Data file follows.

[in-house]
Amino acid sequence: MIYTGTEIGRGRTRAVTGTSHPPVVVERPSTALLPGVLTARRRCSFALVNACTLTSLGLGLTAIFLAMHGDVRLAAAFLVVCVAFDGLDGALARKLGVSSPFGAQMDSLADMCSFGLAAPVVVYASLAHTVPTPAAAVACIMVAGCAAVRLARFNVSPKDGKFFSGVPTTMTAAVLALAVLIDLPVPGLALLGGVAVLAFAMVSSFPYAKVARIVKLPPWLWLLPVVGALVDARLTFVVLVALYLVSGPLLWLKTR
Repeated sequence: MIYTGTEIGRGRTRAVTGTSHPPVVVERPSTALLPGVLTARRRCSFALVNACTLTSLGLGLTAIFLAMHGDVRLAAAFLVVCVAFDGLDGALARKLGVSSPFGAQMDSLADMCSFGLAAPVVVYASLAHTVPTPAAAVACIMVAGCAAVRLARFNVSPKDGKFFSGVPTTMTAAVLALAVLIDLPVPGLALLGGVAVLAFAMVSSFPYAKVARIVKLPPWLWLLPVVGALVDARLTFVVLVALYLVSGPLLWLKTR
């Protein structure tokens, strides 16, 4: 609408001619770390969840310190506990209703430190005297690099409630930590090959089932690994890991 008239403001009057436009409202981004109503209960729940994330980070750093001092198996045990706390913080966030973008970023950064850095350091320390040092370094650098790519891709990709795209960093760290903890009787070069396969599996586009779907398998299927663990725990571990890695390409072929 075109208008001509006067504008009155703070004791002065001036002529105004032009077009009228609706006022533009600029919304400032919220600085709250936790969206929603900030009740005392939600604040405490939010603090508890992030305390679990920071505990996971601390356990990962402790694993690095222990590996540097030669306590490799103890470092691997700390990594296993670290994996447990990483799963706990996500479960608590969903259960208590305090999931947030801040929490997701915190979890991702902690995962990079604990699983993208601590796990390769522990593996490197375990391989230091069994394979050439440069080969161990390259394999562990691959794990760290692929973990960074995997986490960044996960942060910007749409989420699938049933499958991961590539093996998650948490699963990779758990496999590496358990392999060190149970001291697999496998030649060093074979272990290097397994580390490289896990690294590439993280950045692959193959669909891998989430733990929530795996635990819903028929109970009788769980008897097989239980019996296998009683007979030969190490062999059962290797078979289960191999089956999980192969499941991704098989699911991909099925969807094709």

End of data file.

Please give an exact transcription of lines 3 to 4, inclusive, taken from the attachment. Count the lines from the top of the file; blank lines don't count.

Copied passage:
Repeated sequence: MIYTGTEIGRGRTRAVTGTSHPPVVVERPSTALLPGVLTARRRCSFALVNACTLTSLGLGLTAIFLAMHGDVRLAAAFLVVCVAFDGLDGALARKLGVSSPFGAQMDSLADMCSFGLAAPVVVYASLAHTVPTPAAAVACIMVAGCAAVRLARFNVSPKDGKFFSGVPTTMTAAVLALAVLIDLPVPGLALLGGVAVLAFAMVSSFPYAKVARIVKLPPWLWLLPVVGALVDARLTFVVLVALYLVSGPLLWLKTR
């Protein structure tokens, strides 16, 4: 609408001619770390969840310190506990209703430190005297690099409630930590090959089932690994890991 008239403001009057436009409202981004109503209960729940994330980070750093001092198996045990706390913080966030973008970023950064850095350091320390040092370094650098790519891709990709795209960093760290903890009787070069396969599996586009779907398998299927663990725990571990890695390409072929 075109208008001509006067504008009155703070004791002065001036002529105004032009077009009228609706006022533009600029919304400032919220600085709250936790969206929603900030009740005392939600604040405490939010603090508890992030305390679990920071505990996971601390356990990962402790694993690095222990590996540097030669306590490799103890470092691997700390990594296993670290994996447990990483799963706990996500479960608590969903259960208590305090999931947030801040929490997701915190979890991702902690995962990079604990699983993208601590796990390769522990593996490197375990391989230091069994394979050439440069080969161990390259394999562990691959794990760290692929973990960074995997986490960044996960942060910007749409989420699938049933499958991961590539093996998650948490699963990779758990496999590496358990392999060190149970001291697999496998030649060093074979272990290097397994580390490289896990690294590439993280950045692959193959669909891998989430733990929530795996635990819903028929109970009788769980008897097989239980019996296998009683007979030969190490062999059962290797078979289960191999089956999980192969499941991704098989699911991909099925969807094709």